What are independent bottlers?
Imagine you like whisky, but do not have the desire or funds to set up a distillery of your own. What to do if you’d still like to sell whisky? Enter independent bottlers.
Most distilleries will focus on their core business (either producing spirits for use in blending, or to sell as Single Malt), but will allow third parties to purchase some of their casks. This could be for purely financial reasons (i.e. the indepent bottler is willing to pay very well for a cask of their liking), or because a specific cask’s contents does not meet the distillery standards. In the latter case, this does not mean the cask is of lesser quality (though it very well could be), but the style simply might not be consistent with what the blender is expecting.
Independent bottlers can provide non-typical whisky from a distillery by differentiating with several techniques. As an example, they can choose to provide Cask Strength spirit, rather than diluting, or to provide bottles at different ages than the distillery standards.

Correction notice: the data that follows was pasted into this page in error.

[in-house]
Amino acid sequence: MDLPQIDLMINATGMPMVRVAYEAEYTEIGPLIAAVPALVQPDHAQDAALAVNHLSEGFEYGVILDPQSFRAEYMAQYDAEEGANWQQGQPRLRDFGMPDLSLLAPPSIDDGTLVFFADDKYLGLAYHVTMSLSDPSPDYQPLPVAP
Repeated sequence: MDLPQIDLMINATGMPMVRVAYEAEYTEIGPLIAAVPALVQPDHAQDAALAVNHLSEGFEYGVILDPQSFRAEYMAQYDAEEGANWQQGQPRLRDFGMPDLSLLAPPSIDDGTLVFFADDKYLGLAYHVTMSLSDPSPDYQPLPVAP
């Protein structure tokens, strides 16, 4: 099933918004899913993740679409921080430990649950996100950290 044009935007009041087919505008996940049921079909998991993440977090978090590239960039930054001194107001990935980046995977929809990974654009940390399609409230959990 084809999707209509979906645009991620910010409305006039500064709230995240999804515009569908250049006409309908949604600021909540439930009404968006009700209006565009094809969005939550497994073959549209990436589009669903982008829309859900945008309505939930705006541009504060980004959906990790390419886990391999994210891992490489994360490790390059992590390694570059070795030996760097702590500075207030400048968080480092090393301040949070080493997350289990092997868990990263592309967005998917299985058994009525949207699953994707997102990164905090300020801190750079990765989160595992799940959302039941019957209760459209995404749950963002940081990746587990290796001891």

The history of independent bottling can be traced back as far the mid 1800s, when Cadenhead’s already are selling and marketing whisky under their own name. Others soon followed suit, but Cadenhead’s and Gordon And MacPhail (initially a grocery company based in Elgin) were the only ones surviving until recent times. In the 1980s, Signntory started selling independent bottles.
List of independent bottlers
Adelphi (Established in 1826, but bottling independently since 1993. Owners of the Ardnamurchan distillery).
Douglas Laing (Known for their Remarkable Regional Malts series)
Gordon & MacPhail (Known for their Connoisseurs Choice series, and owners of the Benromach distillery)
Hunter Laing (Old malt Cask) and owners of the Ardnahoe distillery.
Scotch Malt Whisky Society (Rather than using a distillery name, SMWS refers to distilleries by numbers).
Signatory (who own the Edradour distillery)
Specialty Drinks (Responsible for (among others) Port Askaig and Elements of Islay)